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This article was prepared for the September 11, 2002 edition of U.S. 1 Newspaper. All rights reserved.
Memorial Sounds of Verdi
A Requiem for September 11," a free outdoor performance
by the New Jersey Symphony Orchestra, takes place at Liberty State
Park on Wednesday, September 11, beginning at 7 p.m. The performance
of Giuseppe Verdi’s majestic "Requiem" also features the Westminster
Symphonic Choir and guest soloists Sylvie Valayre, Dolora Zajick,
Salvatore Licitra, and Samuel Ramey. NJSO’s music director emeritus
Zdenek Macal will conduct the powerful and poignant work of remembrance.
The performance, set in the park with lower Manhattan in the background,
is being produced for national telecast on PBS by Thirteen/WNET New
York and will be broadcast nationwide at 10 p.m.
"Although the September 11 attacks physically occurred in Manhattan,
the people of New Jersey and the nation were significantly impacted
by this tragedy. Many of the victims, survivors and rescue workers
were from New Jersey," says NJSO president Lawrence J. Tamburri.
"This particular tribute is intended, in part, to recognize both
the losses and the contributions made by the citizens of New Jersey."
Conducted in connection with observances being held throughout the
metropolitan area, the performance of one of the most moving musical
works ever composed is intended to create an opportunity for people
to remember, reflect, and seek comfort.
"As a naturalized American, I value and cherish my citizenship
greatly," says conductor Macal. "The tragedy of September
11th impacted me profoundly, and for a year I have wanted to appropriately
express my grief over those lost and left behind, as well as to honor
the selfless people whose valiant efforts following the attack provided
so much hope for the nation. For me, the Verdi Requiem is the ultimate
expression of both mourning and hope, and I am humbled to be able
to share this performance with the people of New Jersey, the metropolitan
New York area, and the United States."
The current season marks Zdenek Macal’s first as NJSO’s music director
emeritus. With the orchestra since 1993, his tenure is the longest
in the orchestra’s 80-year history. In addition to his continued association
with the NJSO, he assumes the position of chief conductor of the Czech
Philharmonic beginning next year.
The history of Verdi’s Requiem began in 1873, with the death of Alessandro
Manzoni, the great Italian poet and novelist, greatly admired by Verdi.
Within weeks, Verdi, already the most important opera composer of
the time, announced his intention of writing a requiem in memory of
the poet. The work, incorporating music written earlier by Verdi in
honor of Italian composer Gioacchino Rossini, was completed in April,
1874, and the premiere took place in May at the church of San Marco,
The Requiem was widely embraced. Many shared Brahms’ opinion that
"only a genius could have written such a work." Among Verdi’s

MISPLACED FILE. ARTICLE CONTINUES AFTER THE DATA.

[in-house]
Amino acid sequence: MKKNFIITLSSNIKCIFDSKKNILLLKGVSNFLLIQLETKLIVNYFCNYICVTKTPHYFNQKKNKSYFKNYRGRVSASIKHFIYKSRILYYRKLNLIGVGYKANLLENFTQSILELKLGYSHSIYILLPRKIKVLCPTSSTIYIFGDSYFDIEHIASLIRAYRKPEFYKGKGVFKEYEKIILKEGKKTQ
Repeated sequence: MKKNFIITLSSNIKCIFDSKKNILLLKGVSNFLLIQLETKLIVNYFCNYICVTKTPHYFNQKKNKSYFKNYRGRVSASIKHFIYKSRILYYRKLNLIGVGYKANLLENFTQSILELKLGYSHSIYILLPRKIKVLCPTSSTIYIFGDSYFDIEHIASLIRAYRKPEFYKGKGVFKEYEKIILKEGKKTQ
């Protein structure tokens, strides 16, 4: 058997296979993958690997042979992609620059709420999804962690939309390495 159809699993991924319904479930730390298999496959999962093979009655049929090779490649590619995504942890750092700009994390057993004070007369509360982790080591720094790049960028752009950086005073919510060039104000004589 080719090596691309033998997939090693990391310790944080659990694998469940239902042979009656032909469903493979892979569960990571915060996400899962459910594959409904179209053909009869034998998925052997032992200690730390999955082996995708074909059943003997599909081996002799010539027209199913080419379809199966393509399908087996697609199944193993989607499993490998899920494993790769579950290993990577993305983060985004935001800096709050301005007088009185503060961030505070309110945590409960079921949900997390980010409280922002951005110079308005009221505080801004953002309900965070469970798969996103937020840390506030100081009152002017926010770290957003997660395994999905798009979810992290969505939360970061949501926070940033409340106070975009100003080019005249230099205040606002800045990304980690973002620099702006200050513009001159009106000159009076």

wealth of creation the Requiem is recognized as among his most complicated
and certainly his most beautiful compositions. One critic lauds its
"vivid tonal coloration and sumptuous melodic flow, powerful emotional
impact and unrelenting dramatic intensity" and praises Verdi for
voicing "the darkest fears and highest hopes of all mankind."
Italian native Salvatore Licitra — who gained fame for stepping
in on short notice to replace the ailing Luciano Pavarotti at the
Met last May — will sing the tenor role. In only three short years,
he has emerged as the most promising Italian tenor of his generation,
the latest in a long and illustrious tradition. His unscheduled New
York debut was warmly received by audience and critics.
Featured soprano Sylvie Valayre has received international acclaim
for her command of a wide repertoire which includes title roles in
"Madama Butterfly," "Tosca," and Verdi’s "Macbeth."
Dolora Zajick is a dramatic Verdi mezzo-soprano. She has sung the
major Verdi roles in "Trovatore," "Aida," and "Don
Carlo," with opera companies around the world, including the Met,
La Scala, the Vienna State Opera, Covent Garden, and Berlin’s Staatsoper.
Bass Samuel Ramey, now in the third decade of his career, currently
reigns as the foremost interpreter of bass and bass-baritone concert
Princeton’s 175-voice Westminster Symphonic Choir is composed of students
at Westminster Choir College is led by Joseph Flummerfelt. Recognized
as one of the world’s leading choral ensembles, the choir has collaborated
with the NJSO for many years.
Free tickets for "A Requiem for September 11" are available
at box offices of Westminster Choir College, 609-921-2663; Trenton
War Memorial, 609-984-8400; State Theater in New Brunswick, 732-246-7469;
and the New Jersey Symphony Orchestra in Newark, 1-800-ALLEGRO.
Liberty State Park, 800-222-6459. The New Jersey Symphony Orchestra
presents an outdoor performance of Verdi’s "Requiem." Free
ticket required. The concert will be broadcast nationwide by PBS television
at 10 p.m. Wednesday, September 11, 7 p.m.
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